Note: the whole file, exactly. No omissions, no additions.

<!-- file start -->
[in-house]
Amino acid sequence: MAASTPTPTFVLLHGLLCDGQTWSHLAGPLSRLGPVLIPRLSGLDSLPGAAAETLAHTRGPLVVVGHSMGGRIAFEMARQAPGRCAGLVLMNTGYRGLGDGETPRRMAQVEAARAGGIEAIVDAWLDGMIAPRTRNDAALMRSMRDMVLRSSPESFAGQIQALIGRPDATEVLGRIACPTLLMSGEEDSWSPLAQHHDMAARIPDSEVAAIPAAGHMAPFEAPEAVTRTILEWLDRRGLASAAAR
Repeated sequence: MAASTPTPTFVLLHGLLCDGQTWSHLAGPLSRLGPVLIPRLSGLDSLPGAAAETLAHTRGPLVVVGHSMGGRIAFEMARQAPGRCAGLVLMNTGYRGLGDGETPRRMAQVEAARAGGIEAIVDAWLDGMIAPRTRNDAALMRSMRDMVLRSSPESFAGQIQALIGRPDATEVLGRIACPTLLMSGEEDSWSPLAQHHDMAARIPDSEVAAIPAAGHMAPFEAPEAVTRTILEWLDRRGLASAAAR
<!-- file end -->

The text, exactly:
[in-house]
Amino acid sequence: MAASTPTPTFVLLHGLLCDGQTWSHLAGPLSRLGPVLIPRLSGLDSLPGAAAETLAHTRGPLVVVGHSMGGRIAFEMARQAPGRCAGLVLMNTGYRGLGDGETPRRMAQVEAARAGGIEAIVDAWLDGMIAPRTRNDAALMRSMRDMVLRSSPESFAGQIQALIGRPDATEVLGRIACPTLLMSGEEDSWSPLAQHHDMAARIPDSEVAAIPAAGHMAPFEAPEAVTRTILEWLDRRGLASAAAR
Repeated sequence: MAASTPTPTFVLLHGLLCDGQTWSHLAGPLSRLGPVLIPRLSGLDSLPGAAAETLAHTRGPLVVVGHSMGGRIAFEMARQAPGRCAGLVLMNTGYRGLGDGETPRRMAQVEAARAGGIEAIVDAWLDGMIAPRTRNDAALMRSMRDMVLRSSPESFAGQIQALIGRPDATEVLGRIACPTLLMSGEEDSWSPLAQHHDMAARIPDSEVAAIPAAGHMAPFEAPEAVTRTILEWLDRRGLASAAAR